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Corn
Growing Corn is incredibly easy, as long as you plant early types because corn won't really take off until it gets hot for a while.

Anyone can grow corn. It will grow in every state in the country, but to be sure that you'll have the best corn, make sure to get a variety of corn that will mature in the shortest amount of time.

Beginning in March, start them indoors, preferably under flourescent lights, or High Intensity Discharge lights (HIDs) like a mercury vapor lamp (400 watt is best). You can also start them in a sunny window. Use 4 or 6 inch pots to start.

Most seed packets will tell you to plant 2 or 3 seeds to a pot, but don't waste the seed... just plant one seed in each pot. If you have fresh seed, almost all of them wiil grow, and you won't have to kill plants that would otherwise grow to maturity.

There's no need to germinate them in a paper towel, or other method either. Just plant them about an inch deep, and water them well, keeping them nice and moist... corn loves water, but make sure that you have good drainage.

You can plant them as close as 8 - 10 inches apart.

Start your first batch of corn fron seed that is an early variety, and then go to the sweeter varieties as the season progresses. Corn needs long hot days to grow well.

Most resources will tell you that corn does not transplant well. We have never had any difficulties transplanting corn as long as care is taken not to disturb the roots.

Allow the corn to grow indoors until the middle of April, or as soon as danger of frost has passed and then harden them off by placing them outdoors for a few hours each day for about a week to allow them to get used to the intense light of the sun.

If you put any plants outdoors without hardening them off, their leaves will turn slightly white, which is actually sunburn. Depending on the weather conditions, you may need to be prepared to cover them with plastic if it starts to get cold at night.

*note: if you are growing in raised beds, it is simple to take lengths of PVC pipe, and screw each end into the sides of the frame, and create a hoop that can then be covered with clear plastic. If you are growing right in the ground, pound wood stakes in the ground, and use them to secure the PVC, and make the hoop.

After hardening them off, put them in rich soil, with good drainage, and pleanty of organic material mixed in so as to maintain high moisture levels. Corn needs lots of moisture. If the leaves start to curl, you know you need to water more often.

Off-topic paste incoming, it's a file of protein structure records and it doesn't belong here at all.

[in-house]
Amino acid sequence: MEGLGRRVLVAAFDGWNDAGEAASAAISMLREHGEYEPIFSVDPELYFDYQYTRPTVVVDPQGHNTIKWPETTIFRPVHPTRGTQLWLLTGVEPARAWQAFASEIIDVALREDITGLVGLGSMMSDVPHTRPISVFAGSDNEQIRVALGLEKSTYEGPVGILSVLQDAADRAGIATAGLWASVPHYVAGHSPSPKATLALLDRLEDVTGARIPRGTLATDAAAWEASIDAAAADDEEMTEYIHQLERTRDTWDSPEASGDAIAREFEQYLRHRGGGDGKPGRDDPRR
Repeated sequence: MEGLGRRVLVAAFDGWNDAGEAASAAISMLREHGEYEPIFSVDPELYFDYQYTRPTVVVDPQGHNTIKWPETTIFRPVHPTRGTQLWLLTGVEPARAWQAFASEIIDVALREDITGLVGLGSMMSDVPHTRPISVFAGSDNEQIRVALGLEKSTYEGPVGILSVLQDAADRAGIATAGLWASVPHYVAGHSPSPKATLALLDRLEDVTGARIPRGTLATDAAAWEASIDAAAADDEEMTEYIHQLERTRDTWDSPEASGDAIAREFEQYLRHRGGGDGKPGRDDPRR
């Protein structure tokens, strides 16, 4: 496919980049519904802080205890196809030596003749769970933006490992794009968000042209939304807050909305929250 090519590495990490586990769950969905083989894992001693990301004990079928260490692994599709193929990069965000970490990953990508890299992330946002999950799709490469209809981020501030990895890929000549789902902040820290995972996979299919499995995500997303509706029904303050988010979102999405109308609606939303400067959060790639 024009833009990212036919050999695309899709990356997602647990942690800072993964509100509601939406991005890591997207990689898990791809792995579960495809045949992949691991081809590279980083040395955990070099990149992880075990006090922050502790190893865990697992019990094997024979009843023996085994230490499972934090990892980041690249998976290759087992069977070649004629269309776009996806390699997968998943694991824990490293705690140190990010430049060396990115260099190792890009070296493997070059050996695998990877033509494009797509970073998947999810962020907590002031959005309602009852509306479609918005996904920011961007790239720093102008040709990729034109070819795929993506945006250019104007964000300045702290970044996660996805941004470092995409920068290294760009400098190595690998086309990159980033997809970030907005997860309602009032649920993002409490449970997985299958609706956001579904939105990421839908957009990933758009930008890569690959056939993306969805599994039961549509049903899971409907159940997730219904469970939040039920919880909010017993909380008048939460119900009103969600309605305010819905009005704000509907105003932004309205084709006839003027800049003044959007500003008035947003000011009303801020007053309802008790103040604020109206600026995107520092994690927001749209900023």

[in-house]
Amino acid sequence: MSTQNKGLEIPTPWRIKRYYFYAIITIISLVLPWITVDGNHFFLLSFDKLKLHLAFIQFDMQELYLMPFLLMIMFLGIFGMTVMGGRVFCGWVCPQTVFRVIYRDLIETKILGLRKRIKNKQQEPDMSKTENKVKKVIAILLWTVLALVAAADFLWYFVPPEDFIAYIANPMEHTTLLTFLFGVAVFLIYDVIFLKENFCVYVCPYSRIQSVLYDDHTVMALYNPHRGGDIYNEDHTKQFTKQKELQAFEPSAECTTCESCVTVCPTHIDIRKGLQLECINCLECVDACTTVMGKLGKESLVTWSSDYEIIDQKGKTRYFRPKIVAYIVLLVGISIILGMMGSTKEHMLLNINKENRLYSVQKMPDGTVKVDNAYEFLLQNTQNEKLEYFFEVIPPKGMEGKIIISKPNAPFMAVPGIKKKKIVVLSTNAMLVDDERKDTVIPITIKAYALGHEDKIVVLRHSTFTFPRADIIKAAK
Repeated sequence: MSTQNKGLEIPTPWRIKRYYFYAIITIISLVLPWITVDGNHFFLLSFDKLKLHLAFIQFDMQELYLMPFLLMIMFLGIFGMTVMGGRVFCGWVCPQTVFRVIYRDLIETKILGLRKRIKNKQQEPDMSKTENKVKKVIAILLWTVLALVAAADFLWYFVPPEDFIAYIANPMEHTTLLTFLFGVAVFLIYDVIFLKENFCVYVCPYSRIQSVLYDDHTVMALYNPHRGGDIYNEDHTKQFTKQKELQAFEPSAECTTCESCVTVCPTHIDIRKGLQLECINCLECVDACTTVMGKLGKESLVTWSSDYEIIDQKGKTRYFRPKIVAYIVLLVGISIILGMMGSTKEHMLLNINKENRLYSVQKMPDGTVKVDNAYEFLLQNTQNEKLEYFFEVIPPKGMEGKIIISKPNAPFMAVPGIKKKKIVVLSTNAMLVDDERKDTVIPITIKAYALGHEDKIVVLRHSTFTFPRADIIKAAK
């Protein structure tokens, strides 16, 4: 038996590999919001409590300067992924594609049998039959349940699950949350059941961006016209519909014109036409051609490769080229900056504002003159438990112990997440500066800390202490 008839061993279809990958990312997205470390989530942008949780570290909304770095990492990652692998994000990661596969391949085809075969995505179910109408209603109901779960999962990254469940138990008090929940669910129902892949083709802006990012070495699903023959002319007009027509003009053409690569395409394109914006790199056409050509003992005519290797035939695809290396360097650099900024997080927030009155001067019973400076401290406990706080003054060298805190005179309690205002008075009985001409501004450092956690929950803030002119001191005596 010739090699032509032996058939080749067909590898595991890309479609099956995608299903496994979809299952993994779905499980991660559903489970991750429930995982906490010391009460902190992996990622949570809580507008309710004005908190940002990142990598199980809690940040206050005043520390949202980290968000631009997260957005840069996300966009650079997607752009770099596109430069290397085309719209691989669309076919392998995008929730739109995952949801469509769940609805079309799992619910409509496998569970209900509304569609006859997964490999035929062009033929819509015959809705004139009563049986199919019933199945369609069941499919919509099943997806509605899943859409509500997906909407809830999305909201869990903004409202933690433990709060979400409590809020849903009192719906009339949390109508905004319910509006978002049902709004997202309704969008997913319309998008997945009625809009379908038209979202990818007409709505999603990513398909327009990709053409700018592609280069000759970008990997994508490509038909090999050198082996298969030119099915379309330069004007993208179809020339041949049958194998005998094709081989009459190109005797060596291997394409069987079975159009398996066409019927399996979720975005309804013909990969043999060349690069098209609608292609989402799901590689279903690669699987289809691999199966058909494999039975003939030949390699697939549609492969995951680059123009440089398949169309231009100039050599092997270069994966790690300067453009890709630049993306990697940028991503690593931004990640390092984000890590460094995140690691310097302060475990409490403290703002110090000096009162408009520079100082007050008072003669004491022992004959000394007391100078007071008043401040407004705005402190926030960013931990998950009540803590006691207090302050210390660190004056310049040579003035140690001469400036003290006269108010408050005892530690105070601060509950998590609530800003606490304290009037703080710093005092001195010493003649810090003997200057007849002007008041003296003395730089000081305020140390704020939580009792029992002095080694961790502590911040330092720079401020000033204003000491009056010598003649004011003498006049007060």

At the same time you plant these in your garden, plant more seeds directly in the soil, and you'll have a second group growing in no time at all. Then, continue with successive plantings every 15 days or so.

Corn does not compete well with each other; but plant as many corn plants as you have room for without crowding them, and you'll have pleanty of corn to eat, freeze, or share with your neighbors.

Plant corn where it will get full sun throughout the majority of the day, and plant them in blocks of short rows, or groups about 10 inches apart in all directions.
Planting in blocks will assist with germination.

Corn needs to be fertilized with 20-20-20 when stalks are a littlte over 2 feet tall, and every two weeks thereafter. When the corn silk has all wilted and turned brown, and the kernels squirt milky liquid when poked, they are ready.

Corn can be stored for use throughout the winter, either by freezing or canning. To freeze them, strip off the outer leaves, and blanch the ears for about 5 minutes, and then put into freezer bags, or wrapped individually with plastic wrap.

Pay attention to the stalks, and watch for signs of Corn Smut (this is a very interesting for of mold, that is considered a delicacy in Mexico). And keep an eye out for crows, blue jays, and other birds that will literally attack your plants, as well as signs of mice, that will eat the young seedlings. (You can either lay out some traps, or get an aggressive, barnyard type cat from your local humane society... it doesn't even need to like people, just birds and mice.)

If you really want to enjoy the taste of corn on the cob, barbeque it! You can either shuck it, and wrap it in foil with some butter, and a bit of sea salt, or put it right on the grill, husks and all.

Corn is said to reduce the risk of some cancers, as well as heart disease, and is beneficial for the teeth and gums (and not just because it gets stuck in your teeth)...Corn oil lowers cholesterol, and is used to treat dysentery. It also increases endorphin levels.
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